Bike share programs have revolutionized transportation in some of the country's largest cities, like Washington D.C., Minneapolis, Miami Beach and Boston. For a daily or annual fee (usually around $7 or $75 respectively), users can check out a bike for about 30 minutes at a stand-alone kiosk, ride it around the city, and then check it in at any other kiosk in the system with no extra charge. The idea has been popular overseas since 2007 and there are now massive programs in cities like Paris (16,000 bikes), London (8,000), and Hangzhou, China (65,000). New York launched it's own 10,000-bike version, Citi Bike, earlier this year. Many other cities (like Portland, Seattle, Detroit, Chicago, and Los Angeles) have programs in the works.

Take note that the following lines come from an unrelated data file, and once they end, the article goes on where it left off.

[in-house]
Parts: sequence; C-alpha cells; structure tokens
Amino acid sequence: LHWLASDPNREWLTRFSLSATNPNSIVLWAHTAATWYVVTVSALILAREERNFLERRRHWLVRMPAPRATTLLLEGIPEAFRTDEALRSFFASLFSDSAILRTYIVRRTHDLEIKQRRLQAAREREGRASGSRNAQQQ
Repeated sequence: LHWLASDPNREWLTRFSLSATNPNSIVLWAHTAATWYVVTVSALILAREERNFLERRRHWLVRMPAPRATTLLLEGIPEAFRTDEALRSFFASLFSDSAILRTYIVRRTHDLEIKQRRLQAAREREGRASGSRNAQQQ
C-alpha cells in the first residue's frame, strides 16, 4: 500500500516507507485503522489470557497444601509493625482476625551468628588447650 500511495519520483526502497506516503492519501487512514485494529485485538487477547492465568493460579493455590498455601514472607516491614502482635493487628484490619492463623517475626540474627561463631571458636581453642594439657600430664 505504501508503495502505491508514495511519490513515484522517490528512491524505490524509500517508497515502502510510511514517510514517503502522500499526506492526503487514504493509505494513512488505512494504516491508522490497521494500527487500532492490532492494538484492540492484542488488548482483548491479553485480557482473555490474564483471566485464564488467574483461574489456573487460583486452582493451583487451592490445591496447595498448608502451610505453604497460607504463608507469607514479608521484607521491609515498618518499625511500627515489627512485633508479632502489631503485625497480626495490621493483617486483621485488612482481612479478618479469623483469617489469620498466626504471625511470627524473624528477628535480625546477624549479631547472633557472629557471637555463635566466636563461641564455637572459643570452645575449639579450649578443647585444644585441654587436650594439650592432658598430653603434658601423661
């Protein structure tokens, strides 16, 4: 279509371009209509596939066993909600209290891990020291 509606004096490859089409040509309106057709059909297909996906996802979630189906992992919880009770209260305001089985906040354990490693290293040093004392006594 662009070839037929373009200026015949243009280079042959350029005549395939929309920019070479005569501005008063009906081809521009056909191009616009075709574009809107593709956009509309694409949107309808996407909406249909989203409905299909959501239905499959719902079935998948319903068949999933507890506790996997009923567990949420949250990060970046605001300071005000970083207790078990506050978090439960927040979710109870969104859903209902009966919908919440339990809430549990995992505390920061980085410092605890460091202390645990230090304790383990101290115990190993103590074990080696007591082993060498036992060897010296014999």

Electric cars are finally starting to gain some traction and become reasonably affordable. The Tesla Model S, subject to some recent bickering, has a range of about 275 miles on a single charge and a starting price tag around $50,000. The Chevy Volt, an electric hybrid vehicle, has a range of about ...
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